Breathing is one of the most vital functions of the human body, and provides our bodies with the oxygen we need to survive. But despite this, most of us don’t think about how we breathe.
There are two air passageways to your lungs—your mouth, and your nose—and healthy people use both to breathe. During strenuous exercise, you may breathe through your mouth to help oxygen get to your muscles faster, but consistent mouth breathing (particularly when sleeping) can lead to various health issues.
So what is mouth breathing, what are some of the symptoms, and how is it diagnosed and treated?
What is mouth breathing?
Many health professionals believe we are designed to breathe through our noses from birth. During “normal” breathing, the abdomen gently expands and contracts with each exhalation and inhalation. There is no effort required—breath is regular, silent and most importantly, through the nose. This allows the nasal passages to moisten and warm the air an individual needs to take in.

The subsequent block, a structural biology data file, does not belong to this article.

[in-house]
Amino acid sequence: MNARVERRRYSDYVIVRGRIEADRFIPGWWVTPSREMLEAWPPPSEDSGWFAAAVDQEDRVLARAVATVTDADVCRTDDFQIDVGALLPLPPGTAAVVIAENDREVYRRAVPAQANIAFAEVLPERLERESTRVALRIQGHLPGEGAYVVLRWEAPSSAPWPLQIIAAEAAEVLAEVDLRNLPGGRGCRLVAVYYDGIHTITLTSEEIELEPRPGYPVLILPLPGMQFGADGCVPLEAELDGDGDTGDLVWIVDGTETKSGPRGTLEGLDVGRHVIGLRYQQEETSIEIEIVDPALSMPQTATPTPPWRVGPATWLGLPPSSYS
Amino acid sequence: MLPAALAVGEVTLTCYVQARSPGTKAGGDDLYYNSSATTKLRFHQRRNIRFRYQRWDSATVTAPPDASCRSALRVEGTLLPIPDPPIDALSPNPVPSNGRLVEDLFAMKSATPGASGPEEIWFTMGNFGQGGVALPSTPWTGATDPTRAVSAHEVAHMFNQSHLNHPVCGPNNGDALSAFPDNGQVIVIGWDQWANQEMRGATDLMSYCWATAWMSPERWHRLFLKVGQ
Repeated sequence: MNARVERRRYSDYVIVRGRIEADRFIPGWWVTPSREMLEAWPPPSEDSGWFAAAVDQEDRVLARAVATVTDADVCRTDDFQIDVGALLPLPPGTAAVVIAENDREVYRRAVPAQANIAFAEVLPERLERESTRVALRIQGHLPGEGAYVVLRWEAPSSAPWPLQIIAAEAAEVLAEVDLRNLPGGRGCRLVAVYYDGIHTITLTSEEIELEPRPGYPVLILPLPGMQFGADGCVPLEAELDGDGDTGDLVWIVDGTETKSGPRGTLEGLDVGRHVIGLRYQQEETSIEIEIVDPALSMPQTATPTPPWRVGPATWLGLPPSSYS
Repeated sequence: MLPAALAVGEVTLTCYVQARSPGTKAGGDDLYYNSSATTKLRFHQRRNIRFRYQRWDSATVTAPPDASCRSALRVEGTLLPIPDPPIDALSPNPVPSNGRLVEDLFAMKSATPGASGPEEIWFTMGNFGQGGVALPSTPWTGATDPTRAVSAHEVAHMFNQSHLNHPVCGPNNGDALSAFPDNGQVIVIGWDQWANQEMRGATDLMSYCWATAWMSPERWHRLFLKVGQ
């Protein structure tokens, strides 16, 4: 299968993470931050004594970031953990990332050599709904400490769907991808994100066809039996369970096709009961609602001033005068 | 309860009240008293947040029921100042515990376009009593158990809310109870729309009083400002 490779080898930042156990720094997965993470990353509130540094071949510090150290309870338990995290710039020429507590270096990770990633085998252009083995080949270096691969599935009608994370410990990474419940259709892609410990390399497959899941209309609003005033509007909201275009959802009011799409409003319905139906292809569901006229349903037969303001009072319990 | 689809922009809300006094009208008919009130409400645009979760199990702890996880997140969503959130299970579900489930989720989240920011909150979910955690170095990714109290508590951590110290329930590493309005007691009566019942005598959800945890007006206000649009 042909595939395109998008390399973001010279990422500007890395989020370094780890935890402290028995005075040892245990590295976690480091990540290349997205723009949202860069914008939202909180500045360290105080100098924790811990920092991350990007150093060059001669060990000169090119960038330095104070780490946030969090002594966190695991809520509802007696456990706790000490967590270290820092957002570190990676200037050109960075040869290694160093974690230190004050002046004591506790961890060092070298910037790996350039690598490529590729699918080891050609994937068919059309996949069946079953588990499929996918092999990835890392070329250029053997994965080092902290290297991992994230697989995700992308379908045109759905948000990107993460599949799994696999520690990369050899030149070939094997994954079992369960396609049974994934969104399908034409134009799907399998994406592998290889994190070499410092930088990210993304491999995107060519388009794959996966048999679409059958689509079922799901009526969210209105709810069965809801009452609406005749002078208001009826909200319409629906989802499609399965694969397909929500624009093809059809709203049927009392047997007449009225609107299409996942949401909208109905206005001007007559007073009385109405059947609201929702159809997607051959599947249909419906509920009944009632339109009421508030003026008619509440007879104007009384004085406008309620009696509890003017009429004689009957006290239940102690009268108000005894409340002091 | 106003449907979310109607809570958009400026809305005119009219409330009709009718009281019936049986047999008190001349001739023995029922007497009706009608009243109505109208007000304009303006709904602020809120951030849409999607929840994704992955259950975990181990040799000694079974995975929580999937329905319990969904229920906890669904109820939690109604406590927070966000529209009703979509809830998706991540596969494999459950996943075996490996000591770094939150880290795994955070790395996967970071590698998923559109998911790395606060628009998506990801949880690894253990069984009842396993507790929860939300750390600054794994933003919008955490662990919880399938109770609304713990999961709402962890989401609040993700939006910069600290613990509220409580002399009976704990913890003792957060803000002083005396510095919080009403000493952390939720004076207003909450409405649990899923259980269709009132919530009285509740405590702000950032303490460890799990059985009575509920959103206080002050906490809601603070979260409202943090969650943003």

However, some people breathe in and out mainly through their mouth—known as mouth breathing. It is often audible, faster than normal, punctuated by sighs, and can involve visible movements of the upper chest. Some people breathe through their mouths almost exclusively, while others may have a medical condition (like sleep apnea) where they breathe through their mouths mostly at night.
Occasional mouth breathing can be due to a temporary illness like a cold or other illness that has blocked the nasal passages. In this case, people usually have a runny or stuffy nose as well, and it’s usually not a cause for concern. However, chronic mouth breathing can have serious implications—including the adverse effects of stress—on an individual’s lifelong health. The condition can also become chronic and may be a signal that a person needs medical intervention.
Mouth breathing is typically classified into three types:
- Obstructive—this is often associated with adenoids (the patch of tissue high up in the throat, just behind the nose) or a severely deviated nasal septum (the nasal septum separates the right and left airways of the nasal cavity and divides your two nostrils).